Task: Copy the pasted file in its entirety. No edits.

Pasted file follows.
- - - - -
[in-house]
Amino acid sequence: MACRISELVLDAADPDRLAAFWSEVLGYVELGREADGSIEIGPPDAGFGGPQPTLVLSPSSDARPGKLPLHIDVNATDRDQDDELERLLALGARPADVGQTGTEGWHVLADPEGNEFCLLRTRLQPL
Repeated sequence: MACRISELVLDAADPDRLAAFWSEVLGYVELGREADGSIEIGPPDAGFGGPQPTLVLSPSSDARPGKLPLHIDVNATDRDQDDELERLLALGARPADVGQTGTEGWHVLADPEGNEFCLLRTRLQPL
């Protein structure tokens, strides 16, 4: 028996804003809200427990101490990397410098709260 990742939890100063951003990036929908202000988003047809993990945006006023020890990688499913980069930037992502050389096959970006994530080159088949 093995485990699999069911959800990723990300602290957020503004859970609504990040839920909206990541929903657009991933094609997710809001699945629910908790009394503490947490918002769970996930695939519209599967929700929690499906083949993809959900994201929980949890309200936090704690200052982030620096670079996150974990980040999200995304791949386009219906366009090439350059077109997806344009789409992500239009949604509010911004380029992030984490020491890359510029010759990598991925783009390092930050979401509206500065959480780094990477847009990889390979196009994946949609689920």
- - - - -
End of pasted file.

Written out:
[in-house]
Amino acid sequence: MACRISELVLDAADPDRLAAFWSEVLGYVELGREADGSIEIGPPDAGFGGPQPTLVLSPSSDARPGKLPLHIDVNATDRDQDDELERLLALGARPADVGQTGTEGWHVLADPEGNEFCLLRTRLQPL
Repeated sequence: MACRISELVLDAADPDRLAAFWSEVLGYVELGREADGSIEIGPPDAGFGGPQPTLVLSPSSDARPGKLPLHIDVNATDRDQDDELERLLALGARPADVGQTGTEGWHVLADPEGNEFCLLRTRLQPL
């Protein structure tokens, strides 16, 4: 028996804003809200427990101490990397410098709260 990742939890100063951003990036929908202000988003047809993990945006006023020890990688499913980069930037992502050389096959970006994530080159088949 093995485990699999069911959800990723990300602290957020503004859970609504990040839920909206990541929903657009991933094609997710809001699945629910908790009394503490947490918002769970996930695939519209599967929700929690499906083949993809959900994201929980949890309200936090704690200052982030620096670079996150974990980040999200995304791949386009219906366009090439350059077109997806344009789409992500239009949604509010911004380029992030984490020491890359510029010759990598991925783009390092930050979401509206500065959480780094990477847009990889390979196009994946949609689920």